Regular donation of whole blood may lead to iron deficiency. In this study, we aimed to assess the impact of frequent whole blood donation on hematological parameters. Whole blood donors were enrolled from four blood banks located in Saudi Arabia, United Arab Emirates (UAE), Libya and Oman, between 2016 and 2017. SPSS version 21.0 was used to generate descriptive and inferential statistics. A total number of 3096 blood donors were screened (males 93.8 %, females; 6.2 %), with a mean donor age of 35.29 ± 9.31 years. For male blood donors, the majority (1073) had 1−3 previous donations. Increased frequency of donations was significantly associated with increases in age and weight, decreases in Hemoglobin (Hb) and ferritin measures, and increases in Red Blood Cells (RBC) counts. A General Linear Model (GLM) adjusted for age and weight indicated negative impacts on White Blood Cells (WBC) counts and ferritin. A weak correlation between the Hb and ferritin levels was observed (r = 0.160, P > 0.001). For female donors, the majority (63 out of 114) were first time donors. Increased frequency of donations was significantly associated with an increase in age and a decrease in HCT readings. A GLM adjusted for age and weight indicated a negative impact on ferritin. A strong correlation was observed between the Hb and ferritin levels for the most frequent female donors (r = 0.636, P > 0.001). In conclusion, regular whole blood donation impacts hematological parameters in particular the levels of ferritin in the serum.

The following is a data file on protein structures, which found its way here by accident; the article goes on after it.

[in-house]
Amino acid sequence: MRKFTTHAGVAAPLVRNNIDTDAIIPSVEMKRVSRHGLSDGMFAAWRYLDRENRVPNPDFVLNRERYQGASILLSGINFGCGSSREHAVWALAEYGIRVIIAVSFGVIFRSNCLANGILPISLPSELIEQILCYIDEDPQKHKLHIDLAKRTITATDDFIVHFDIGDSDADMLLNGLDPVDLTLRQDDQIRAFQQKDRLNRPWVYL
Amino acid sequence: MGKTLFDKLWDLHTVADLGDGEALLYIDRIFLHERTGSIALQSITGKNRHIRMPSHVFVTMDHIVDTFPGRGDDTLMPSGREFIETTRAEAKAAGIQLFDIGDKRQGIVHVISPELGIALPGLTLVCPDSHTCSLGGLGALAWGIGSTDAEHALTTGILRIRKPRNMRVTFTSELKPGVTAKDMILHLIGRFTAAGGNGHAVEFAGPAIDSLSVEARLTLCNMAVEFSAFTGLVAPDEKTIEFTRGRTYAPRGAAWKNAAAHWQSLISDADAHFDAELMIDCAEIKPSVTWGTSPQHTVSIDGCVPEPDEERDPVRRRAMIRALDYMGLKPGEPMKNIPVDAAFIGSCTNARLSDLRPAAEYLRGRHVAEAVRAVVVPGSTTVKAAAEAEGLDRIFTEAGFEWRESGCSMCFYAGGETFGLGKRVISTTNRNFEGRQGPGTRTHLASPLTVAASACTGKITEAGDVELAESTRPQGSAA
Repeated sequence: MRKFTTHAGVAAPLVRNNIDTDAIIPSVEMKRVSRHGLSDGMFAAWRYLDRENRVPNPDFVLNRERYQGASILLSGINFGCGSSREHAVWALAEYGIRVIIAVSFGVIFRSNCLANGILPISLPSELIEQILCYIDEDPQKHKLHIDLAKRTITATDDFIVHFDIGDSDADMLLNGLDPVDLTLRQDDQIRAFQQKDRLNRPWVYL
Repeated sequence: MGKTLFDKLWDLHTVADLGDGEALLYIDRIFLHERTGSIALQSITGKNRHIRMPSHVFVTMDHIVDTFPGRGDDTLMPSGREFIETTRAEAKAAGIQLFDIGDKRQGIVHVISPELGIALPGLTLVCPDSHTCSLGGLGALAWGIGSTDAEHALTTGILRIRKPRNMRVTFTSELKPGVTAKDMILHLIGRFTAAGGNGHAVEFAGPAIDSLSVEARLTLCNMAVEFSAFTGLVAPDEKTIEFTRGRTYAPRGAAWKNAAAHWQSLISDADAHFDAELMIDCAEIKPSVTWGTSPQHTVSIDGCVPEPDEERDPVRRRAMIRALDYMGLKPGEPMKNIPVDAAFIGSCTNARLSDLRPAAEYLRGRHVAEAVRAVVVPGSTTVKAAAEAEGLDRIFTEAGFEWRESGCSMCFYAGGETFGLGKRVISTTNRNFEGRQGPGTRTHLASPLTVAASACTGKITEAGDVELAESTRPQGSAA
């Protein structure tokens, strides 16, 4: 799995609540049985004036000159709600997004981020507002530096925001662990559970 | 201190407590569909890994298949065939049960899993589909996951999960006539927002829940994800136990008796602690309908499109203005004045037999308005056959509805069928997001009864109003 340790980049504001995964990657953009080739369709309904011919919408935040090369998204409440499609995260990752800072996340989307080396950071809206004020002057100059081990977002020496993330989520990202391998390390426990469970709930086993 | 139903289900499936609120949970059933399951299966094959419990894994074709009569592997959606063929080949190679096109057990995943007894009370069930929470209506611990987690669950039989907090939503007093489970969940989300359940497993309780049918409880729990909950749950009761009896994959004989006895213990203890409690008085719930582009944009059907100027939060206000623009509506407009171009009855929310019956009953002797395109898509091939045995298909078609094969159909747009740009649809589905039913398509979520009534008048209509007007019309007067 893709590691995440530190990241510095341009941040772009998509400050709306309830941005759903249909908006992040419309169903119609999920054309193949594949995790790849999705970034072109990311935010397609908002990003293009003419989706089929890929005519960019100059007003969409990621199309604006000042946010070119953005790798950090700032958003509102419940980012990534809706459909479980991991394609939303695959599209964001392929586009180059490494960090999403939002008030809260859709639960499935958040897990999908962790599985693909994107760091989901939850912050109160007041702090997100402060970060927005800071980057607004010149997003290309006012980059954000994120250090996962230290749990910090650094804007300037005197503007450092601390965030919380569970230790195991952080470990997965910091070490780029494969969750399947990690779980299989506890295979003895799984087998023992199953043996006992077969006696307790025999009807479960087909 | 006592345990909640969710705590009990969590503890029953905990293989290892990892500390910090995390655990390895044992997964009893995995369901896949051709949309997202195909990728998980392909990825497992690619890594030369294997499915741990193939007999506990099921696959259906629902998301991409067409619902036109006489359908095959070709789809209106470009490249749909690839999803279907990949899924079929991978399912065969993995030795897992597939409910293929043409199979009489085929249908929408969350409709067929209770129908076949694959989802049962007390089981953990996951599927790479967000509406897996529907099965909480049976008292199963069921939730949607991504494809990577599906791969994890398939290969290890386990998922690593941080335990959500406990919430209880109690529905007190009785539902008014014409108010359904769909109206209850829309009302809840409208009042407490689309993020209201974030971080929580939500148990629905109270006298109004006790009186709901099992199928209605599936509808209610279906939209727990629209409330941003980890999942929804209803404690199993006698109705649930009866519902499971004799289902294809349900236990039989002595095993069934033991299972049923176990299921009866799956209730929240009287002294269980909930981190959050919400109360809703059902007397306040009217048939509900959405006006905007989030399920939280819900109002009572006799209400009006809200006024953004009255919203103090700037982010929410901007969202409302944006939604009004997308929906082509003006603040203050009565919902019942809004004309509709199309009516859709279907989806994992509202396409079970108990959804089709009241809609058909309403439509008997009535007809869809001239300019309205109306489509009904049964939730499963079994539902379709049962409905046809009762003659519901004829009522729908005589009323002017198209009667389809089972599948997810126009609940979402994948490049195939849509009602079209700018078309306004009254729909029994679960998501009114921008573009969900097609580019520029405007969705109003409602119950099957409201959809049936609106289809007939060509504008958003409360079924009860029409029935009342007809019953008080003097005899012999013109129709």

- Iron deficiency
- Whole blood donation